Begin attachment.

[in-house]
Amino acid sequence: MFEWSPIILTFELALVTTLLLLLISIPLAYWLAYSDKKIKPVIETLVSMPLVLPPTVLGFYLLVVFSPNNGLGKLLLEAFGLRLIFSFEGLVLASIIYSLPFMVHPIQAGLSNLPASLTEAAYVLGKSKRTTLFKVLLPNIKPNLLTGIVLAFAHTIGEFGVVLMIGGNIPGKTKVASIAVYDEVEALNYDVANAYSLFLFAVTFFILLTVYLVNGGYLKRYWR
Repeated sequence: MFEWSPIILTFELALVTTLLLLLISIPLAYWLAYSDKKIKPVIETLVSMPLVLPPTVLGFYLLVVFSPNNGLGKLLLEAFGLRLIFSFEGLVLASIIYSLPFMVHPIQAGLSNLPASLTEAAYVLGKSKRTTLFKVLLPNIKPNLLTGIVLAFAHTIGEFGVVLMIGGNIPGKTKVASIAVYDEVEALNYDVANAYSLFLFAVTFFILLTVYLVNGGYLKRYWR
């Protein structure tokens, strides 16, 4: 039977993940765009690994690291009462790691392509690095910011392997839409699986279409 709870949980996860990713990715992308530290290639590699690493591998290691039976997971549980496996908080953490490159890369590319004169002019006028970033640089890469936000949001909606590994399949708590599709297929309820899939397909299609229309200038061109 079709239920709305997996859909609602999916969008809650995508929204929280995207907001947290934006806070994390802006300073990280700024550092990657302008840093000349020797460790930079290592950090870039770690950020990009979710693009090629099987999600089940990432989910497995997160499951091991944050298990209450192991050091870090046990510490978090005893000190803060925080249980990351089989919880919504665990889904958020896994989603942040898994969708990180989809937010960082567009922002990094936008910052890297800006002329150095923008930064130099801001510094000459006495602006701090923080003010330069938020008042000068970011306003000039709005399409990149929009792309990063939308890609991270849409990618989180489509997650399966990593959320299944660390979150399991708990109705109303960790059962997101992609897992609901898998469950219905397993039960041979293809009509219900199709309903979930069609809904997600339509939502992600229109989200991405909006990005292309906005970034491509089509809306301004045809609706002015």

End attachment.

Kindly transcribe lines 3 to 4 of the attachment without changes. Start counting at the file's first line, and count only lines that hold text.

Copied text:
Repeated sequence: MFEWSPIILTFELALVTTLLLLLISIPLAYWLAYSDKKIKPVIETLVSMPLVLPPTVLGFYLLVVFSPNNGLGKLLLEAFGLRLIFSFEGLVLASIIYSLPFMVHPIQAGLSNLPASLTEAAYVLGKSKRTTLFKVLLPNIKPNLLTGIVLAFAHTIGEFGVVLMIGGNIPGKTKVASIAVYDEVEALNYDVANAYSLFLFAVTFFILLTVYLVNGGYLKRYWR
């Protein structure tokens, strides 16, 4: 039977993940765009690994690291009462790691392509690095910011392997839409699986279409 709870949980996860990713990715992308530290290639590699690493591998290691039976997971549980496996908080953490490159890369590319004169002019006028970033640089890469936000949001909606590994399949708590599709297929309820899939397909299609229309200038061109 079709239920709305997996859909609602999916969008809650995508929204929280995207907001947290934006806070994390802006300073990280700024550092990657302008840093000349020797460790930079290592950090870039770690950020990009979710693009090629099987999600089940990432989910497995997160499951091991944050298990209450192991050091870090046990510490978090005893000190803060925080249980990351089989919880919504665990889904958020896994989603942040898994969708990180989809937010960082567009922002990094936008910052890297800006002329150095923008930064130099801001510094000459006495602006701090923080003010330069938020008042000068970011306003000039709005399409990149929009792309990063939308890609991270849409990618989180489509997650399966990593959320299944660390979150399991708990109705109303960790059962997101992609897992609901898998469950219905397993039960041979293809009509219900199709309903979930069609809904997600339509939502992600229109989200991405909006990005292309906005970034491509089509809306301004045809609706002015």